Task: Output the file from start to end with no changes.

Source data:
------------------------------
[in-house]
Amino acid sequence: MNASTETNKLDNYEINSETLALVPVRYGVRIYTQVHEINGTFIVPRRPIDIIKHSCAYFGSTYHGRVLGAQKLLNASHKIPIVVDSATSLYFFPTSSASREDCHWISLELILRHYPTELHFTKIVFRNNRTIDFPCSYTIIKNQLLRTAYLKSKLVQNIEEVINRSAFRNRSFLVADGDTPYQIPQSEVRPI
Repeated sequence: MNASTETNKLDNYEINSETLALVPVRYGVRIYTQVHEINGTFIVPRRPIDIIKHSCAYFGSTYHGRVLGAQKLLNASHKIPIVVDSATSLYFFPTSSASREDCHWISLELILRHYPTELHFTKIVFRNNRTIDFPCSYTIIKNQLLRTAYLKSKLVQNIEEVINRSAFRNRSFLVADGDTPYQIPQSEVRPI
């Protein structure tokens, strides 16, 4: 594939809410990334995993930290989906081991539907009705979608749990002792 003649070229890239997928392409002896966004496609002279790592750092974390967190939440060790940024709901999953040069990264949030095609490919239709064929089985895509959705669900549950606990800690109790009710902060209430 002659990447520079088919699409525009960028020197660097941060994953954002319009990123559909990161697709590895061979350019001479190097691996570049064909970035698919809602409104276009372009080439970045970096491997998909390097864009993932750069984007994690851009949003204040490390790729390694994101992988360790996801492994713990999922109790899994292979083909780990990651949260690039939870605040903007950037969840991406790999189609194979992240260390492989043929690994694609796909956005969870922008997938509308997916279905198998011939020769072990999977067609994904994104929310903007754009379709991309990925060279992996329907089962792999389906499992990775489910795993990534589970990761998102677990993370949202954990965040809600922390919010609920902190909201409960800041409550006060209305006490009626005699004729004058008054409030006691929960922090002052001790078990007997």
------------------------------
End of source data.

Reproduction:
[in-house]
Amino acid sequence: MNASTETNKLDNYEINSETLALVPVRYGVRIYTQVHEINGTFIVPRRPIDIIKHSCAYFGSTYHGRVLGAQKLLNASHKIPIVVDSATSLYFFPTSSASREDCHWISLELILRHYPTELHFTKIVFRNNRTIDFPCSYTIIKNQLLRTAYLKSKLVQNIEEVINRSAFRNRSFLVADGDTPYQIPQSEVRPI
Repeated sequence: MNASTETNKLDNYEINSETLALVPVRYGVRIYTQVHEINGTFIVPRRPIDIIKHSCAYFGSTYHGRVLGAQKLLNASHKIPIVVDSATSLYFFPTSSASREDCHWISLELILRHYPTELHFTKIVFRNNRTIDFPCSYTIIKNQLLRTAYLKSKLVQNIEEVINRSAFRNRSFLVADGDTPYQIPQSEVRPI
């Protein structure tokens, strides 16, 4: 594939809410990334995993930290989906081991539907009705979608749990002792 003649070229890239997928392409002896966004496609002279790592750092974390967190939440060790940024709901999953040069990264949030095609490919239709064929089985895509959705669900549950606990800690109790009710902060209430 002659990447520079088919699409525009960028020197660097941060994953954002319009990123559909990161697709590895061979350019001479190097691996570049064909970035698919809602409104276009372009080439970045970096491997998909390097864009993932750069984007994690851009949003204040490390790729390694994101992988360790996801492994713990999922109790899994292979083909780990990651949260690039939870605040903007950037969840991406790999189609194979992240260390492989043929690994694609796909956005969870922008997938509308997916279905198998011939020769072990999977067609994904994104929310903007754009379709991309990925060279992996329907089962792999389906499992990775489910795993990534589970990761998102677990993370949202954990965040809600922390919010609920902190909201409960800041409550006060209305006490009626005699004729004058008054409030006691929960922090002052001790078990007997």